TM: Is morning your favourite time to swim?
TC: I think so. You’re just up and out and there’s nothing stopping you. It feels like everything resets and you’re ahead of the day. Anything that you might perhaps have been fearful or anxious about suddenly feels infinitely simpler – after you’ve filled up on that bigger experience, everything else falls into place.
I always like to stay flexible and I don’t like to rush a swim, otherwise you feel like you’re limiting the experience. If things are front loaded with work, then I’ll go towards the back end of the day. Sunrise and sunset, moonrise and moon set – these are the times when the light and wildlife is most interesting.
TM: Something that echoes through the book is that notion of looking to the sky. Is that something that you still do?
TC: It is. I tend to look to the sky first, rather than a watch. It helps not just to familiarise with timekeeping in nature, but also, really just to place yourself within your bigger framework I suppose.
It’s important to notice the world around us. We can do this wherever we are. Looking at what the birds are doing, what are the trees doing, where’s the wind coming from, are the birds moving in that direction or a different way? Asking questions. It is important to wonder. Sometimes we forget to do this. The light and the cloud formations are important. They help you to track the seasons and the smaller shifts throughout the year.
I noticed this when I was watching the weather and changing light over the mountains. I got into the habit of closely observing the cloud formations over certain peaks and ridges; I noticed how the light falls, and the positions of the sun and moon, changed as the year progressed. When you start to familiarise with this, you start to read the world around you more closely. You can anticipate what the weather’s going to be doing later in the day.
I think these are all good skills. We hold this knowledge inside us, and our sensory body brings us back closely to this. These are the tools we would once have used without thinking. There is always a wilder instinct waiting for us to listen. There’s also a safety aspect to this as well. With my photographic work I like to be right in the scuff of the water. But even if the winds are driving in off a south-westerly and you’ve got the really big water barrelling in, you know that on an uplifting tide you’re going to be pushed back, shoreward, rather than dragged out. These things are important.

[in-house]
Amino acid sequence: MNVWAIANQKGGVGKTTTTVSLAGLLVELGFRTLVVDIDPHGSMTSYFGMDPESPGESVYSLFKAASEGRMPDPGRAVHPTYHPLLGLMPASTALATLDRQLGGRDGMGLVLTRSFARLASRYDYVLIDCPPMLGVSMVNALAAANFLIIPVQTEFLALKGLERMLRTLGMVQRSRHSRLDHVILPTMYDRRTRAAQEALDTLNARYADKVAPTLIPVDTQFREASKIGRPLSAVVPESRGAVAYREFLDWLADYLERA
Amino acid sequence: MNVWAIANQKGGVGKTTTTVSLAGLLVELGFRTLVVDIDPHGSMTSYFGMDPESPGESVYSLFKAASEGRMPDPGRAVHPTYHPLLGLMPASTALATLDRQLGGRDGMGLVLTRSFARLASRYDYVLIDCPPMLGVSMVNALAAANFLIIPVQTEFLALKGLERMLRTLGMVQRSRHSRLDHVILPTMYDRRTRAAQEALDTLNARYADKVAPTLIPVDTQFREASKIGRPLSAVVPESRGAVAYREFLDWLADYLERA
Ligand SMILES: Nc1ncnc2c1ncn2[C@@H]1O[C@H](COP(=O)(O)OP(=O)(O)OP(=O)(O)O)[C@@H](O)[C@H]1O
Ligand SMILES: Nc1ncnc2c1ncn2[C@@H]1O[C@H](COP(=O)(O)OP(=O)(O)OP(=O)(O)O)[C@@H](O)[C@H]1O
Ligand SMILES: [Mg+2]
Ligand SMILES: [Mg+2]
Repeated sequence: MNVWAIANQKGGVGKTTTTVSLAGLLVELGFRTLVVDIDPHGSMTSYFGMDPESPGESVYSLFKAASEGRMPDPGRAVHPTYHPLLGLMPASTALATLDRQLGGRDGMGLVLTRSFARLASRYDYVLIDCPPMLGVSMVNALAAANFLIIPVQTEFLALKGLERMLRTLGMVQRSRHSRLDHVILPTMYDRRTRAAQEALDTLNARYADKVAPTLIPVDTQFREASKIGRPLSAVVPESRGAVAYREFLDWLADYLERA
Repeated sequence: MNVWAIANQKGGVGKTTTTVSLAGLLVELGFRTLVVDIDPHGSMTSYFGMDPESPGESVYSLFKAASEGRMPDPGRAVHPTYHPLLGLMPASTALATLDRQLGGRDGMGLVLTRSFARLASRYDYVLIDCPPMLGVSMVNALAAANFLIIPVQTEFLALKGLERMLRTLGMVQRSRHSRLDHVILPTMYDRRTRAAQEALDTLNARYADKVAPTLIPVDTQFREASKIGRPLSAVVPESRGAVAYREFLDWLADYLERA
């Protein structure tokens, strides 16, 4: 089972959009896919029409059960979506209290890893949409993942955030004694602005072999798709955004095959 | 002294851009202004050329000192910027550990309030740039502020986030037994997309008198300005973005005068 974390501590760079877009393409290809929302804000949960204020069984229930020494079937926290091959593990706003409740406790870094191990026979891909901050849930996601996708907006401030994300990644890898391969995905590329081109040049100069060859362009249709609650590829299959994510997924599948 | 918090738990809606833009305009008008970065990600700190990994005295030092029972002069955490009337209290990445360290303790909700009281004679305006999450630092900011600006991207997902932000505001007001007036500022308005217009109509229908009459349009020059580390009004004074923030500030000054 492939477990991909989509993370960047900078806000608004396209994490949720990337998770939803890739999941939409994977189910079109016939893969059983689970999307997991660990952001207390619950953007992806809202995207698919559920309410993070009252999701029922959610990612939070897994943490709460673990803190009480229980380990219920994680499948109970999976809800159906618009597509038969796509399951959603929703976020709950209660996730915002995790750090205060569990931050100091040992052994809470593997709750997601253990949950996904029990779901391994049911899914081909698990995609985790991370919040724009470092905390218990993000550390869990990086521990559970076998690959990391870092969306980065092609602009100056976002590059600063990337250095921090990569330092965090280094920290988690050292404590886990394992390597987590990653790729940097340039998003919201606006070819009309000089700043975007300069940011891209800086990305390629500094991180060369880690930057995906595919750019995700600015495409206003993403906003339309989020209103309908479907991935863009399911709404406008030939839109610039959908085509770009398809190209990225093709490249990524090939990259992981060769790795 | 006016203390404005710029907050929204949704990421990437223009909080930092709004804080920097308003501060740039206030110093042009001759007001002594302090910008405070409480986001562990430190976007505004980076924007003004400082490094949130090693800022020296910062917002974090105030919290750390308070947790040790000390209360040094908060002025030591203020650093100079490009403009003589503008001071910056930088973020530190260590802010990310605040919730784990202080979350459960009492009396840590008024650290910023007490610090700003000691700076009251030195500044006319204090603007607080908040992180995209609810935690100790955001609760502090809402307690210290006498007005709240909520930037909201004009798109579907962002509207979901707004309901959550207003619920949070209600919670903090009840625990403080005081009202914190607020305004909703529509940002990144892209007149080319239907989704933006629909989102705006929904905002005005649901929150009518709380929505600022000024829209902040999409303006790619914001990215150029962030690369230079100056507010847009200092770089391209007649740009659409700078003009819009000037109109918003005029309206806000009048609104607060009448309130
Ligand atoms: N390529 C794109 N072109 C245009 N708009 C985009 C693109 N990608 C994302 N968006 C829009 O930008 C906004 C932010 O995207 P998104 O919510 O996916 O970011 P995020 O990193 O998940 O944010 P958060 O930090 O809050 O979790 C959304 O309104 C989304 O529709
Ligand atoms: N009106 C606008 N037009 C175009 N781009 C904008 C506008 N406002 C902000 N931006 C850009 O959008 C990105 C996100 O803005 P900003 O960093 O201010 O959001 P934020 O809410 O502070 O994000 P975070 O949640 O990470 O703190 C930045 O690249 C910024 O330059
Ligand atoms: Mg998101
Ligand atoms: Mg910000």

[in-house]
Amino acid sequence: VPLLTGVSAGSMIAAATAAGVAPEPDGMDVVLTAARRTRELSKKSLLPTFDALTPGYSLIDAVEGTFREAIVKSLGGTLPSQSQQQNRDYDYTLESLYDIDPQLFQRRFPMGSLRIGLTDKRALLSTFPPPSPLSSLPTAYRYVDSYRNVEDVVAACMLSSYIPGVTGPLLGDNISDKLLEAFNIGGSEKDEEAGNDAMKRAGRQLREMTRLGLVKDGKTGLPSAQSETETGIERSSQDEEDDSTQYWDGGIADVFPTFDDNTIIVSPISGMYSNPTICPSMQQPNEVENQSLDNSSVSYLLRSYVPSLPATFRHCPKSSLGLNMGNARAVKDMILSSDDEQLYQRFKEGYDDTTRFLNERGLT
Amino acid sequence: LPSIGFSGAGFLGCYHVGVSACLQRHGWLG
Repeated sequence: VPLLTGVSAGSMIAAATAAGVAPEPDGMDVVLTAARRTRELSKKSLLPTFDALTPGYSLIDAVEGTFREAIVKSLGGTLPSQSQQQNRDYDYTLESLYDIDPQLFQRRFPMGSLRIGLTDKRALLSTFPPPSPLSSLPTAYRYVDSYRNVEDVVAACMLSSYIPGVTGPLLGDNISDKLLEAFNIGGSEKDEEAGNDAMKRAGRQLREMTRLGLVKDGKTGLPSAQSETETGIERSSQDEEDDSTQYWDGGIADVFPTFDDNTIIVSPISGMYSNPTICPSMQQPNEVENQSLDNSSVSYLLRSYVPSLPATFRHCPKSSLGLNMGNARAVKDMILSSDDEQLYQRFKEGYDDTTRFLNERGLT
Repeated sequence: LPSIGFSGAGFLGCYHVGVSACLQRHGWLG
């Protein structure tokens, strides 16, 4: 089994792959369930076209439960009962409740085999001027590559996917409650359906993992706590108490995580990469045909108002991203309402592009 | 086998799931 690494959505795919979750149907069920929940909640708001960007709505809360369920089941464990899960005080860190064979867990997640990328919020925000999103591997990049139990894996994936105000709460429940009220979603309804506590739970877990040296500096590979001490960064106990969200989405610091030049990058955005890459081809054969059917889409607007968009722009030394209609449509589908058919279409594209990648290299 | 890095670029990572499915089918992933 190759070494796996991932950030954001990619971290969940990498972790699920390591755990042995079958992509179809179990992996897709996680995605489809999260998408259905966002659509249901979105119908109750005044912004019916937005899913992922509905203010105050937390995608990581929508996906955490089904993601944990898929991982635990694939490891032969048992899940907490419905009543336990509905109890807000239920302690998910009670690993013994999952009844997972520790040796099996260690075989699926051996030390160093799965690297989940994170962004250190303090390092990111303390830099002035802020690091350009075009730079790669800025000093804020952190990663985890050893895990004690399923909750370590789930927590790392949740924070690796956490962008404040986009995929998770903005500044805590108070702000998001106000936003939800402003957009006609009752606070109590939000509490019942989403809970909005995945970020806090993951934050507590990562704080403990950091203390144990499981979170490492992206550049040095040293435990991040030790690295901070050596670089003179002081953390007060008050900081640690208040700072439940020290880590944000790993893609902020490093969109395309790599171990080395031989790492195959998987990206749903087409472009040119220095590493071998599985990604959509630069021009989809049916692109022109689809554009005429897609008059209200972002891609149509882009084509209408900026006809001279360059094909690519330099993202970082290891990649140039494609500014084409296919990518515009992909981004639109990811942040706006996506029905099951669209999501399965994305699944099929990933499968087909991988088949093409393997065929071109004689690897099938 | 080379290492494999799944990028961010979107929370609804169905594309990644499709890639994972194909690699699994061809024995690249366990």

TM: How long did it take you to go from city living to being so acutely attuned to the rhythm of nature?
TC: I’ve lived here since 2004, and since 2010 alone. It takes time to acclimatise to nature in its different forms. Its not dissimilar to being a diver – you adjust slowly to the different depths.
The last four years have been perhaps the most rewarding. All of those earlier experiences were tested by my daily swimming and immersion into the landscape, at a deeper level. Time is not really the benchmark. I think it is more to do with our readiness. And our ability to listen to what nature can teach us. Sometimes the most difficult times in life bring us more closely to this. Sometimes we shy away from difficult experiences – but I wonder if actually the greatest wisdom comes from the profound depth of our suffering.
There is a time to really step close to this and not to euthanise it. In the end, only we can do the work that’s needed. That is time when life can open – precisely when you step towards, rather than away, from what you fear. I went to the water when I reached that place. In the water you’re totally out of your depth, but you learn to commit to your breath differently. In the water, there is no place for fear. Time is measured by the depth of your experience. You stay in for as long as you feel comfortable. It teaches a different measure.
TM: What lessons have you learned from your time in the water?
TC: Cold water swimming teaches resilience. It teaches you to fall softly and to take life’s knocks gracefully rather than to brace yourself. It helps you notice to the things you draw back from in life – and it helps you to step more closely to these, so you are not afraid. It also highlights the hard lines our minds can draw – and how simply one breath and then another, one step and then another, can help us overcome these.
It helps to commit to each day – if you have a routine, it keeps you motivated and inspired. It can also keep you safe. It also means that once you have practised the basics, your body is free to explore its full potential – and that is an amazing feeling, because it is when you start to go beyond your own inhibitions and limits, and realise you are more capable than you ever realised. It has helped me to trust again.
Living closely with an awareness of nature, is transformative. It brings us closer to all that is free and wilder inside ourselves. When we start to attune to this, life starts to change – simply because we realise we cannot continue to live as we have been living. It brings us closer to finding a true balance in our lives – and to really feel how our small breath is interconnected with something infinitely greater.
I Am An Island by Tamsin Calidas is out to buy now
Click the banner to share on Facebook